maintaining the property that the caching function is abstract and

reusable.

let (!!) x = Lazy.force x

let rec fib_mem' = lazy

cache (function

| 0 -> 0

| 1 -> 1

| n -> !!fib_mem' (n - 1) + !!fib_mem' (n - 2))

let fib_mem = !!fib_mem'

FWIW it is well known that laziness can be used in essentially this way,

e.g. see Michel Mauny's early papers on laziness in OCaml. However I've

not seen a paper that argues the case for making this the default

interpretation of "let rec" in a strict language.

Cheers

Don

Oct 2, 2006, 8:54:09â€¯PM10/2/06

to Andrej...@andrej.com

On Tue, 2006-10-03 at 01:00 +0200, Andrej Bauer wrote:

> A recursive function _is_ the fixed point of a non-recursive one with an

> "extra" argument. You may hide this fact if you wish, but I think it's

> more honest to admit it to yourself. The "untied" version of fib has the

> advantage that you can do many cool things to it: memoizing is just one

> possibility.

There is, however, a good reason this is not practical in general:

for a recursion of N entities (either functions or polymorphic

variants in Ocaml can be 'open-recursioned') you need an

extra N arguments .. and the result is unreadable, as well

as possibly incurring a performance hit.

I wonder if one can add compiler support: for example given

let rec fib x = match x with

| 0 -> 0

| 1 -> 1

| n -> fib (n - 1) + fib (n - 2)

The compiler silently generates:

let @fib fib' x = match x with

| 0 -> 0

| 1 -> 1

| n -> fib' (n - 1) + fib' (n - 2)

let fib = make_rec @fib

and now you have fib as written .. but you ALSO can do:

let fib = make_mem @fib

to create a memoised version.

That's for one argument and can clearly be done easily

by the compiler (in fact, camlp4).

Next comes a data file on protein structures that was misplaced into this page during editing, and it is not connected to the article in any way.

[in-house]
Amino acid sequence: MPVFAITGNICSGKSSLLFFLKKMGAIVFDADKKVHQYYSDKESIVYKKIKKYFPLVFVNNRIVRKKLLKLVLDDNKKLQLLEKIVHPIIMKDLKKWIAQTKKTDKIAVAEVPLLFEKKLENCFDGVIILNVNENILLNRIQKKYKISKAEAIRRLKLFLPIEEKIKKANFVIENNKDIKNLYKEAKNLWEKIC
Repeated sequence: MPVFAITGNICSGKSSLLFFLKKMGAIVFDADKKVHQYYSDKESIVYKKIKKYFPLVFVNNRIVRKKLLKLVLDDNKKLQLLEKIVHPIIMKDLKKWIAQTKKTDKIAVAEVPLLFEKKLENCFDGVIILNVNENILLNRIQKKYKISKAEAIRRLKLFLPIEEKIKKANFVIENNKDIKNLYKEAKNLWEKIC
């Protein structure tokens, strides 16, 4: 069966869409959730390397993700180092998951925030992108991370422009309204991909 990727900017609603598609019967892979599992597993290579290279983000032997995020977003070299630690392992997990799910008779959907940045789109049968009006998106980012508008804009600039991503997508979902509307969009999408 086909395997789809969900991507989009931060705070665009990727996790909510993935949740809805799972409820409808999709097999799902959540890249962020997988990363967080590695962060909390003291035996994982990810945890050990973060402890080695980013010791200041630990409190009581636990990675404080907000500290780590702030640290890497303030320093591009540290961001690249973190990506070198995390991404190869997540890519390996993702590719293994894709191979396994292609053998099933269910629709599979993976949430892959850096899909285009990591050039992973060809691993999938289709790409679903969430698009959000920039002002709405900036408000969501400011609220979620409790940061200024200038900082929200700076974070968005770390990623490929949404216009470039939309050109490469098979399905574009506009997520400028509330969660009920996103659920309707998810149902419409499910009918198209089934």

However the extension to multiple arguments is not clear.

Maybe labelled arguments would help, perhaps using

a record.

Andrei said:

"You may hide this fact if you wish, but I think it's

more honest to admit it to yourself."

but I think this is misleading: there's a good

reason NOT to open the recursions. There's a fundamental

principle of software design: the open/closed principle (OOSC)

which is not obeyed by either the closed or open form.

We need a form that is simultaneously closed and ready to

use but which is also open and amenable to extension.

FYI: the case that most interests me at the moment is neither

type recursion nor functional recursion -- I'm interested

in whether it is possible to design an open-recursive grammar,

this seems to need both recursive data types *and* recursive

functions in open/closed form.

Interestingly in this case I have actually implemented one

already, allowing Felix to extend it's own parser by combining

an Ocamlyacc parser with an executable RD parser .. but

this really isn't the same as systematic static extension

where, for example you write a basic grammar, and then

extensions to it.

--

John Skaller <skaller at users dot sf dot net>

Felix, successor to C++: http://felix.sf.net

Oct 3, 2006, 1:12:30â€¯AM10/3/06

to diego.fern...@etu.upmc.fr

Diego Olivier wrote:

> When you compare your solution with what I am trying to do you see

> there is a big difference in locality and transparency

>

> let rec fib = function

> | 0 -> 0

> | 1 -> 1

> | n -> fib (n - 1) + fib (n - 2)

>

> transformed into

>

> let rec fib = function

> | 0 -> 0

> | 1 -> 1

> | n -> fib_mem (n - 1) + fib_mem (n - 2)

> and fib_mem = make_mem fib

>

> The latter could even be done automatically by a source to source

> transformation (if it worked).

But it almost does:

let make_mem = fun table f ->

function n ->

try

List.assoc n !table

with Not_found ->

let f_n = f n in

table := (n, f_n) :: !table;

f_n

;;

let rec fib = function

| 0 -> 0

| 1 -> 1

| n -> mem fib (n - 1) + mem fib (n - 2)

and mem = make_mem (ref [])

;;

fib 35;;

- : int = 9227465

instantaneous.

The biggest difference is replacing "fib_mem" in your code with

"mem fib" in mine. The same number of characters in either case...

And yes, this can be done via camlp4... OTH, with camlp4 it is quite

trivial to convert a let rec expression to the one involving open

recursion. So, we can write something like

let fib n = funM MyModule n -> let rec fib function 0 -> 1 ... in fib n;;

and, depending on what MyModule actually implements, obtain either the usual

or the memoized Fibonacci (or even partially unrolled to any desired degree).